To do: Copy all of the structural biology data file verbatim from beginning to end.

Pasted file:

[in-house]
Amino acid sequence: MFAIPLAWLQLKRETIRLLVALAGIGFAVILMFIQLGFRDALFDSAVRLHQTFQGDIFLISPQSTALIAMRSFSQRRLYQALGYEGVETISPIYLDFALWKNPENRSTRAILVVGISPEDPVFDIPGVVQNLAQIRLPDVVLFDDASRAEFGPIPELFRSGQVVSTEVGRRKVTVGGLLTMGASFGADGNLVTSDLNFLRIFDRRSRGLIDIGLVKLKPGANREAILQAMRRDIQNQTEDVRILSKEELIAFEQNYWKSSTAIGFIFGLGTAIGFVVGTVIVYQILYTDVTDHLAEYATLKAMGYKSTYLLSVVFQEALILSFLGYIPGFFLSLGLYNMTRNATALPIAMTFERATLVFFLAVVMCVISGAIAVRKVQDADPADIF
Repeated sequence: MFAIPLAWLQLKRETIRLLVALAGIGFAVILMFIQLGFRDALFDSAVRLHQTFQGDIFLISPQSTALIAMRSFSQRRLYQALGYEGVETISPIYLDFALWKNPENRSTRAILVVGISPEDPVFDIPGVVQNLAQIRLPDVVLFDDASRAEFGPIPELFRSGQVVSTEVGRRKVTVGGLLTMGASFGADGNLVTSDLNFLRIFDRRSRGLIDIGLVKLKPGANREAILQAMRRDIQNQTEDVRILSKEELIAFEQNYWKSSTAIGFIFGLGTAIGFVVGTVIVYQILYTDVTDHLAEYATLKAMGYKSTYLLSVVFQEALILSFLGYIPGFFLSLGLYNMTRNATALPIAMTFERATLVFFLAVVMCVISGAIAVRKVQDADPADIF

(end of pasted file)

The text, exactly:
[in-house]
Amino acid sequence: MFAIPLAWLQLKRETIRLLVALAGIGFAVILMFIQLGFRDALFDSAVRLHQTFQGDIFLISPQSTALIAMRSFSQRRLYQALGYEGVETISPIYLDFALWKNPENRSTRAILVVGISPEDPVFDIPGVVQNLAQIRLPDVVLFDDASRAEFGPIPELFRSGQVVSTEVGRRKVTVGGLLTMGASFGADGNLVTSDLNFLRIFDRRSRGLIDIGLVKLKPGANREAILQAMRRDIQNQTEDVRILSKEELIAFEQNYWKSSTAIGFIFGLGTAIGFVVGTVIVYQILYTDVTDHLAEYATLKAMGYKSTYLLSVVFQEALILSFLGYIPGFFLSLGLYNMTRNATALPIAMTFERATLVFFLAVVMCVISGAIAVRKVQDADPADIF
Repeated sequence: MFAIPLAWLQLKRETIRLLVALAGIGFAVILMFIQLGFRDALFDSAVRLHQTFQGDIFLISPQSTALIAMRSFSQRRLYQALGYEGVETISPIYLDFALWKNPENRSTRAILVVGISPEDPVFDIPGVVQNLAQIRLPDVVLFDDASRAEFGPIPELFRSGQVVSTEVGRRKVTVGGLLTMGASFGADGNLVTSDLNFLRIFDRRSRGLIDIGLVKLKPGANREAILQAMRRDIQNQTEDVRILSKEELIAFEQNYWKSSTAIGFIFGLGTAIGFVVGTVIVYQILYTDVTDHLAEYATLKAMGYKSTYLLSVVFQEALILSFLGYIPGFFLSLGLYNMTRNATALPIAMTFERATLVFFLAVVMCVISGAIAVRKVQDADPADIF